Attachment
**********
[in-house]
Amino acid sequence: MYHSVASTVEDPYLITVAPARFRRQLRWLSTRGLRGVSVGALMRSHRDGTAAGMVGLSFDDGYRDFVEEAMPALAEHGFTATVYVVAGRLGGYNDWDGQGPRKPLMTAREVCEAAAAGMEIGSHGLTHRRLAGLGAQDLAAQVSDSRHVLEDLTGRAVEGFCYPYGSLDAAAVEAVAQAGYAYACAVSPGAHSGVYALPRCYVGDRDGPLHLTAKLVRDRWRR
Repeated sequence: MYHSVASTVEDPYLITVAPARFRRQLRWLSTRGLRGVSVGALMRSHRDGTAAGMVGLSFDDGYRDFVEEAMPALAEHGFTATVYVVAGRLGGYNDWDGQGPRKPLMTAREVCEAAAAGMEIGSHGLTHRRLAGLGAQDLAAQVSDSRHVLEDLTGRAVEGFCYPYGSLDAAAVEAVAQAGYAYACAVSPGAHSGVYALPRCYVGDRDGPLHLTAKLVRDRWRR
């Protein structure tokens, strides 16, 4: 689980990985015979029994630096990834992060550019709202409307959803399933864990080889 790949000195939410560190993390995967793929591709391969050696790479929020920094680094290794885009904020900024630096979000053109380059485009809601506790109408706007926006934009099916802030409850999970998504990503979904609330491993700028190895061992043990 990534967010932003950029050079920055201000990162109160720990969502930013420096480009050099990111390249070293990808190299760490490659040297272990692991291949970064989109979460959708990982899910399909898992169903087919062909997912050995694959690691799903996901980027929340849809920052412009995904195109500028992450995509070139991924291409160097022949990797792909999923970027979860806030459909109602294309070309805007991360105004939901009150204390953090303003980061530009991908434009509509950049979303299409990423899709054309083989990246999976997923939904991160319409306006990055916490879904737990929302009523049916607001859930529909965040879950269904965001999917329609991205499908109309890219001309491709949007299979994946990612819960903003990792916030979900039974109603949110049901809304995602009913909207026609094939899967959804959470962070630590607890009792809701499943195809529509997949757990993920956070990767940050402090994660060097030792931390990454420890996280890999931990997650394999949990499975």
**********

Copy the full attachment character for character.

[in-house]
Amino acid sequence: MYHSVASTVEDPYLITVAPARFRRQLRWLSTRGLRGVSVGALMRSHRDGTAAGMVGLSFDDGYRDFVEEAMPALAEHGFTATVYVVAGRLGGYNDWDGQGPRKPLMTAREVCEAAAAGMEIGSHGLTHRRLAGLGAQDLAAQVSDSRHVLEDLTGRAVEGFCYPYGSLDAAAVEAVAQAGYAYACAVSPGAHSGVYALPRCYVGDRDGPLHLTAKLVRDRWRR
Repeated sequence: MYHSVASTVEDPYLITVAPARFRRQLRWLSTRGLRGVSVGALMRSHRDGTAAGMVGLSFDDGYRDFVEEAMPALAEHGFTATVYVVAGRLGGYNDWDGQGPRKPLMTAREVCEAAAAGMEIGSHGLTHRRLAGLGAQDLAAQVSDSRHVLEDLTGRAVEGFCYPYGSLDAAAVEAVAQAGYAYACAVSPGAHSGVYALPRCYVGDRDGPLHLTAKLVRDRWRR
């Protein structure tokens, strides 16, 4: 689980990985015979029994630096990834992060550019709202409307959803399933864990080889 790949000195939410560190993390995967793929591709391969050696790479929020920094680094290794885009904020900024630096979000053109380059485009809601506790109408706007926006934009099916802030409850999970998504990503979904609330491993700028190895061992043990 990534967010932003950029050079920055201000990162109160720990969502930013420096480009050099990111390249070293990808190299760490490659040297272990692991291949970064989109979460959708990982899910399909898992169903087919062909997912050995694959690691799903996901980027929340849809920052412009995904195109500028992450995509070139991924291409160097022949990797792909999923970027979860806030459909109602294309070309805007991360105004939901009150204390953090303003980061530009991908434009509509950049979303299409990423899709054309083989990246999976997923939904991160319409306006990055916490879904737990929302009523049916607001859930529909965040879950269904965001999917329609991205499908109309890219001309491709949007299979994946990612819960903003990792916030979900039974109603949110049901809304995602009913909207026609094939899967959804959470962070630590607890009792809701499943195809529509997949757990993920956070990767940050402090994660060097030792931390990454420890996280890999931990997650394999949990499975």